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How To Have A Healthy Heart
Updated on November 4, 2022
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How To Have A Healthy Heart

In the United States, heart disease is the leading cause of death for both men and women.

Medically, this is known as coronary artery disease (CAD). It happens when one or more of the blood vessels supplying oxygen into the heart is blocked.

The blocked area loses oxygen. This causes chest pain and the inability of the heart to pump blood throughout the whole body.

Dr. Rizza Mira, our in-house medical reviewer.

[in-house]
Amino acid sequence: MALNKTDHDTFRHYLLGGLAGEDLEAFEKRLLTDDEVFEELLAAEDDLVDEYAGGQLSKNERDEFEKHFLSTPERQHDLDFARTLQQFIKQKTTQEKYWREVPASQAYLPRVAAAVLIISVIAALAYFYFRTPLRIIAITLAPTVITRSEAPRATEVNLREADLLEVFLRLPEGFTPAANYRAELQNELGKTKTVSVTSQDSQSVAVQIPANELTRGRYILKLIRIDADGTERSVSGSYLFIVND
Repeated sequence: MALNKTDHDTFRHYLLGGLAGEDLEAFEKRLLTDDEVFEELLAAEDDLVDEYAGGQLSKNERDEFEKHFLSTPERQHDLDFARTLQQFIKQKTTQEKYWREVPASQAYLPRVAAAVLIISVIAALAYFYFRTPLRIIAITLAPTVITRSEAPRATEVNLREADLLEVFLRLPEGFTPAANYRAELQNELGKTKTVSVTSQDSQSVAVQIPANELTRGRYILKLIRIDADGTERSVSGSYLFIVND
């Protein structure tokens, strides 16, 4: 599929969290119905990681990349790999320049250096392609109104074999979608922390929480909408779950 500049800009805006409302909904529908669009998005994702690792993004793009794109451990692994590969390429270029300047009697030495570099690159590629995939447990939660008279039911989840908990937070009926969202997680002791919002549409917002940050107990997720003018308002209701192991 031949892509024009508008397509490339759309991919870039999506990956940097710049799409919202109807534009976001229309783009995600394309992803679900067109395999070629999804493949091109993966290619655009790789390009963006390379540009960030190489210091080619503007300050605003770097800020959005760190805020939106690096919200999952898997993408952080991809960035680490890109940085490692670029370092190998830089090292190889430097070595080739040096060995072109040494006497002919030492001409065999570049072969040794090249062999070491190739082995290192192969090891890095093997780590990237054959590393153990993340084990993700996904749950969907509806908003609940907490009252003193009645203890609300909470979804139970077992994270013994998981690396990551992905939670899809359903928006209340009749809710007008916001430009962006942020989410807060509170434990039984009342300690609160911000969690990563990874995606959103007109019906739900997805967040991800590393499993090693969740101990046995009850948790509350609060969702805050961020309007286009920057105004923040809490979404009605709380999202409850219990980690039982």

Anyone can develop heart conditions regardless of gender and age. But women over 45 and men over 55 have a higher risk for heart disease.1

Other risk factors of cardiovascular disease include:

  • High cholesterol levels
  • High blood pressure
  • Diabetes 
  • Smoking
  • Being overweight or obese  
  • Not getting enough physical activity 
  • Not eating a healthy diet  

Your family history also affects how likely you are to get heart conditions. The good news is that you can do many things to prevent heart disease.  

You can avoid having heart disease or heart conditions by making healthy lifestyle choices. Here are 10 tips on taking better care of your heart. 

1. Avoid overeating

“Overeating can cause short-term and long-term consequences to the body. Shortly after eating, your blood sugar levels may increase suddenly,” explains Dr. Mira.

Excessive blood sugar can cause plaque build-up in the blood vessels. This can decrease blood supply and oxygen to the heart, increasing your risk for heart attacks.2